In general, it is almost always cheaper to replace a broken part of a car than to repair it. No matter who does the repair, our long-standing advice remains. Spend no more than 50 percent of the cost of a new product on repairing an old one. And if an item has already broken down once, replacement may make more sense.
Before we get into the numbers, it's important to remember that there is always a spectrum when it comes to car repairs. Which means that mathematics can only show you if you're more inclined towards a repair or replacement. Other factors also come into play, such as how often you repair and what you owe for your car. Keep them in mind when calculating your numbers.
Once again, as Montoya points out, replacing that car is likely to cost you much more than annual repairs. Also, if you keep the car, its market value doesn't matter. The goal is to have a working car, which you can have if you repair it. In fact, they were more likely to have repairs done incorrectly the first time and waited at least two weeks for repair than people who did not have those contracts.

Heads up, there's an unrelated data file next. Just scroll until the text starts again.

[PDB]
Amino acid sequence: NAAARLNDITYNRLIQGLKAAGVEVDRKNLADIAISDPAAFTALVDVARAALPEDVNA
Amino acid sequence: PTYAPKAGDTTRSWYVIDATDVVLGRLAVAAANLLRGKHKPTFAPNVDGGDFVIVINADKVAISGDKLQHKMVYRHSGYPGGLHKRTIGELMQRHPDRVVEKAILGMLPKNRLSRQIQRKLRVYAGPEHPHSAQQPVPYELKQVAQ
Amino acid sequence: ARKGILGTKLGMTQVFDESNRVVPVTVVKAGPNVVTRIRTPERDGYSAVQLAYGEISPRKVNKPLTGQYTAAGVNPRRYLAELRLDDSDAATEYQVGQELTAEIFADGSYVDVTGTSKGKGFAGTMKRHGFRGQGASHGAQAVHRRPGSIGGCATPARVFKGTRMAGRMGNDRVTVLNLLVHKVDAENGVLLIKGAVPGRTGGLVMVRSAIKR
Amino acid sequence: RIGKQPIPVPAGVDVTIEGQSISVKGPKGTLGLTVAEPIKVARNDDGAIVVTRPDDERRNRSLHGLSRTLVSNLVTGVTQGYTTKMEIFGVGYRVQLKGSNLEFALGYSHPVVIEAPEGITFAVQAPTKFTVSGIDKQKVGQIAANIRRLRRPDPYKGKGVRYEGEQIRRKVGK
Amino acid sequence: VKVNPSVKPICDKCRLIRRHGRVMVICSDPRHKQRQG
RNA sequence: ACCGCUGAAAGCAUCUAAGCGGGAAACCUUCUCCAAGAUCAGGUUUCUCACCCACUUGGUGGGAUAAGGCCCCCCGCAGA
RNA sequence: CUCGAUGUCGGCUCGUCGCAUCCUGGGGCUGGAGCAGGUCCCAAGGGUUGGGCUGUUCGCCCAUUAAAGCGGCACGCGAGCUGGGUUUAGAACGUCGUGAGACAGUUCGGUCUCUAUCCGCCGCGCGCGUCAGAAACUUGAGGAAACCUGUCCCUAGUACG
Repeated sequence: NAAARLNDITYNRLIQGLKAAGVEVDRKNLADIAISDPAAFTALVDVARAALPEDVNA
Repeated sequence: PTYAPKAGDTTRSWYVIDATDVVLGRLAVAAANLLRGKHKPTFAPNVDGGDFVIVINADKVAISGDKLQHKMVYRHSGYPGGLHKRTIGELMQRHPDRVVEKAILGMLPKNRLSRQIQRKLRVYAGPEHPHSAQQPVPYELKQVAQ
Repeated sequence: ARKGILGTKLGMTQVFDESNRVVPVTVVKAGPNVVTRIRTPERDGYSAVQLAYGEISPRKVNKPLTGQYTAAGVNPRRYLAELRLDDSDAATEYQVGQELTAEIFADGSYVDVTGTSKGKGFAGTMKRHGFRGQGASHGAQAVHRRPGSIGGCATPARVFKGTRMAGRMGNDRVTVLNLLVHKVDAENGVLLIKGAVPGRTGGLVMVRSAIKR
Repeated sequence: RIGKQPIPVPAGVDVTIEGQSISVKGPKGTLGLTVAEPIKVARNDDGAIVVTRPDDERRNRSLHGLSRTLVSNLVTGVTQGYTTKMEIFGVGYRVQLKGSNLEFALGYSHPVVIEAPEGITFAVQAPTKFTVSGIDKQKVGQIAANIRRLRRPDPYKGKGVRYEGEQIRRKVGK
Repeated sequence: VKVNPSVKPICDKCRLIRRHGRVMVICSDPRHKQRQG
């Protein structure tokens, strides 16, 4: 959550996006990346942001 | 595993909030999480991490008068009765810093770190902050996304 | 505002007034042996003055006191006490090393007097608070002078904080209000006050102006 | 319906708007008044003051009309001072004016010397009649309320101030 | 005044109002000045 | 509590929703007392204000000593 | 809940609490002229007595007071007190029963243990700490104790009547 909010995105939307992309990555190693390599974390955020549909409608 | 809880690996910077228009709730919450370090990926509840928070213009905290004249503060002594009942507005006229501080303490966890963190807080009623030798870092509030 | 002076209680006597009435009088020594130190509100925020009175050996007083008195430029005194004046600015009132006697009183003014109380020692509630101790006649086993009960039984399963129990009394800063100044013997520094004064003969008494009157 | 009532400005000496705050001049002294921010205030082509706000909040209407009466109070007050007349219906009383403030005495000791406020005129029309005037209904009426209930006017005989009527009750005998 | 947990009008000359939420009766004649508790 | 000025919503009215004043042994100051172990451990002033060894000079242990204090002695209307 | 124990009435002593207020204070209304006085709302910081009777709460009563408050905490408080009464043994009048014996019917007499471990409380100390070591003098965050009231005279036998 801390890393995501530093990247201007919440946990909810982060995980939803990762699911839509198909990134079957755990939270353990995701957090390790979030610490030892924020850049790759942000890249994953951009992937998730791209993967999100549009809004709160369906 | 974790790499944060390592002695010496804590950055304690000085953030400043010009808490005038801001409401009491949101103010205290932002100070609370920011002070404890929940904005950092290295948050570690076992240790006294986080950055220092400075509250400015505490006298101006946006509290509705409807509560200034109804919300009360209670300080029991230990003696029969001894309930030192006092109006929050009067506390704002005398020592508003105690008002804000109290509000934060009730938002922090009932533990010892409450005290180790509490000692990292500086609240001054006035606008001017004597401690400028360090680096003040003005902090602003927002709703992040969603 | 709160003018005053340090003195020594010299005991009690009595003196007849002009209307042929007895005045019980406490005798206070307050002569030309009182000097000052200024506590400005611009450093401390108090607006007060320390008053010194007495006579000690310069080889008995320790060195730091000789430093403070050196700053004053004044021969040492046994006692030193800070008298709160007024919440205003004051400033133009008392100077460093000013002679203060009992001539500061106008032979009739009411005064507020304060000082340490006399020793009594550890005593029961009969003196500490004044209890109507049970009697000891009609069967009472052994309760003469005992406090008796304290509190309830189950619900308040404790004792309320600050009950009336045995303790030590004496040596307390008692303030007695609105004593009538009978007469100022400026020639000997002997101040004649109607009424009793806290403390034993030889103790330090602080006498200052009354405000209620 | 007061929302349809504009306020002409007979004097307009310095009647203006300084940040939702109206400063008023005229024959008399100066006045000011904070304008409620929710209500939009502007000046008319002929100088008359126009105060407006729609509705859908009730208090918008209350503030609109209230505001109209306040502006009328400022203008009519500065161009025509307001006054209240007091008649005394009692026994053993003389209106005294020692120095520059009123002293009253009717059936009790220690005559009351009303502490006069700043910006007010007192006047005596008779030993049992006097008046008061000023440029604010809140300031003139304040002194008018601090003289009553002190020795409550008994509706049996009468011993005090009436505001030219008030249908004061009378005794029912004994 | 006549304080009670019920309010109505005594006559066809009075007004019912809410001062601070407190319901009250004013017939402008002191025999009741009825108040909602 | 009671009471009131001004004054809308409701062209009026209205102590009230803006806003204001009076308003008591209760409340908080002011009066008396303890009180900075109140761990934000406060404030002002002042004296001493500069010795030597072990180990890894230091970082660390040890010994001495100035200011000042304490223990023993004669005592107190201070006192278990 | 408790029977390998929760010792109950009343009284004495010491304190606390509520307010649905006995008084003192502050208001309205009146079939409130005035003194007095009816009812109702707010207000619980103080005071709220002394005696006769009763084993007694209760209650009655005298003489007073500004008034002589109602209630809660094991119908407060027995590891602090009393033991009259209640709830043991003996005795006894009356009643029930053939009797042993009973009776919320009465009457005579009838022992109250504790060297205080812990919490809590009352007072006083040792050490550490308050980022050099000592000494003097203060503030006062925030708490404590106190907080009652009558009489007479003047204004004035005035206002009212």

If the repaired value of your car is worth as much or more than the cost of the repair, it's probably worth repairing rather than replacing it. Consult online tools, such as Kelley Blue Book's Fair Repair Range, to estimate the reasonable cost of repairs and the current redemption or retail value of cars like yours. People who used independent repair shops were more satisfied with the repairs than those who used factory service, which is consistent with what we have found earlier.